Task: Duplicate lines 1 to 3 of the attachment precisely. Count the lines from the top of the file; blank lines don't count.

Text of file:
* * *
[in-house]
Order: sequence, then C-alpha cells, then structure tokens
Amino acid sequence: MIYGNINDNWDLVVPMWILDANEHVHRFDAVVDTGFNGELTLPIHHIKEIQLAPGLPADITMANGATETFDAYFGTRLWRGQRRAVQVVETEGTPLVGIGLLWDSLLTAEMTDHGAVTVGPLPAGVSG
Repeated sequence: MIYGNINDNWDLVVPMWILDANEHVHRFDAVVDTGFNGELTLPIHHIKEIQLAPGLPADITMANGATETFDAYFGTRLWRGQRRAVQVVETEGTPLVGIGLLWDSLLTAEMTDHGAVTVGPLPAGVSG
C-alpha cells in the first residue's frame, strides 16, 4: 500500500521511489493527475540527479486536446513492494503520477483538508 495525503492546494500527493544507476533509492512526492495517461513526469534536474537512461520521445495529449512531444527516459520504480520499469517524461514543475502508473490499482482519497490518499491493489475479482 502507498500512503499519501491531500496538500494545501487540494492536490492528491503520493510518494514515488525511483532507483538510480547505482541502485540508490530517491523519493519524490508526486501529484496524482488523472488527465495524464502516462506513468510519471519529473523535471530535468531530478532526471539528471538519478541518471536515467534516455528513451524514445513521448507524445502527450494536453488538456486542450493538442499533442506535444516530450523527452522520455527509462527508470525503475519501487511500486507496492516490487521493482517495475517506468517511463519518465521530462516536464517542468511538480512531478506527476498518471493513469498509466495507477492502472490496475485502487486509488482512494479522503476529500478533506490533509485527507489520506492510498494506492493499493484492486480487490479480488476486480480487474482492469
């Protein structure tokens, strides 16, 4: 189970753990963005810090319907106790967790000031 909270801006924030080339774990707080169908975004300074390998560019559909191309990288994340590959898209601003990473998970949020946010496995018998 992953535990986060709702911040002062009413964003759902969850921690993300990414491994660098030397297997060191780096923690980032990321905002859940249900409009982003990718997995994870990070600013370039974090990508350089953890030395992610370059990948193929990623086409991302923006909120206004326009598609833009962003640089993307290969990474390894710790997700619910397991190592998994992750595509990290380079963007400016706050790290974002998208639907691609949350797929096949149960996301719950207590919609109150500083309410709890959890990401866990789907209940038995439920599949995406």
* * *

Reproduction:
[in-house]
Order: sequence, then C-alpha cells, then structure tokens
Amino acid sequence: MIYGNINDNWDLVVPMWILDANEHVHRFDAVVDTGFNGELTLPIHHIKEIQLAPGLPADITMANGATETFDAYFGTRLWRGQRRAVQVVETEGTPLVGIGLLWDSLLTAEMTDHGAVTVGPLPAGVSG